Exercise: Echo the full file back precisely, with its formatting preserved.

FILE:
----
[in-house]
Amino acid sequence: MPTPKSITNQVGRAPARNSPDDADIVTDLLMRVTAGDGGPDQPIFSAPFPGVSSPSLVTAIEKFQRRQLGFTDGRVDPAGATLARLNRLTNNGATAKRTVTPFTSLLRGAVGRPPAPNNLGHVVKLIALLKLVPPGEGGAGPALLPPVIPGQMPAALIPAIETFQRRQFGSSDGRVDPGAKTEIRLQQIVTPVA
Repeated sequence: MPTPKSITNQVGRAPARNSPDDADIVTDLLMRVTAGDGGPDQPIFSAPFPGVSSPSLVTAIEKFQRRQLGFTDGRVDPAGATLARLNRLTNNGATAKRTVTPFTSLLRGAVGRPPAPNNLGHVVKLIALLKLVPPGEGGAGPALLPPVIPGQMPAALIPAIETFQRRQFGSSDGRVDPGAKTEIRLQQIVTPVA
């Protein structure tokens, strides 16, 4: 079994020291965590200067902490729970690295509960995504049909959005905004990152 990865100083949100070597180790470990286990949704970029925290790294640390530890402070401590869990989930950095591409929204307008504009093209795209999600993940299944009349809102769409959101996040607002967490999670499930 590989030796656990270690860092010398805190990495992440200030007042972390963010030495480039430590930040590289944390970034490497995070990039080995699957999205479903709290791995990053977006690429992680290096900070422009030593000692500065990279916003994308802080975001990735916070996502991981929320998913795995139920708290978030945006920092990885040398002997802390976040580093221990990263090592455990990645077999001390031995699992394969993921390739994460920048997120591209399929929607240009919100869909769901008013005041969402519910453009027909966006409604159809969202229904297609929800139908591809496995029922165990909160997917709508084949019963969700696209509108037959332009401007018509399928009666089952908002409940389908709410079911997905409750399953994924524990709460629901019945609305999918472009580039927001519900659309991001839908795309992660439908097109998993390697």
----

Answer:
[in-house]
Amino acid sequence: MPTPKSITNQVGRAPARNSPDDADIVTDLLMRVTAGDGGPDQPIFSAPFPGVSSPSLVTAIEKFQRRQLGFTDGRVDPAGATLARLNRLTNNGATAKRTVTPFTSLLRGAVGRPPAPNNLGHVVKLIALLKLVPPGEGGAGPALLPPVIPGQMPAALIPAIETFQRRQFGSSDGRVDPGAKTEIRLQQIVTPVA
Repeated sequence: MPTPKSITNQVGRAPARNSPDDADIVTDLLMRVTAGDGGPDQPIFSAPFPGVSSPSLVTAIEKFQRRQLGFTDGRVDPAGATLARLNRLTNNGATAKRTVTPFTSLLRGAVGRPPAPNNLGHVVKLIALLKLVPPGEGGAGPALLPPVIPGQMPAALIPAIETFQRRQFGSSDGRVDPGAKTEIRLQQIVTPVA
């Protein structure tokens, strides 16, 4: 079994020291965590200067902490729970690295509960995504049909959005905004990152 990865100083949100070597180790470990286990949704970029925290790294640390530890402070401590869990989930950095591409929204307008504009093209795209999600993940299944009349809102769409959101996040607002967490999670499930 590989030796656990270690860092010398805190990495992440200030007042972390963010030495480039430590930040590289944390970034490497995070990039080995699957999205479903709290791995990053977006690429992680290096900070422009030593000692500065990279916003994308802080975001990735916070996502991981929320998913795995139920708290978030945006920092990885040398002997802390976040580093221990990263090592455990990645077999001390031995699992394969993921390739994460920048997120591209399929929607240009919100869909769901008013005041969402519910453009027909966006409604159809969202229904297609929800139908591809496995029922165990909160997917709508084949019963969700696209509108037959332009401007018509399928009666089952908002409940389908709410079911997905409750399953994924524990709460629901019945609305999918472009580039927001519900659309991001839908795309992660439908097109998993390697």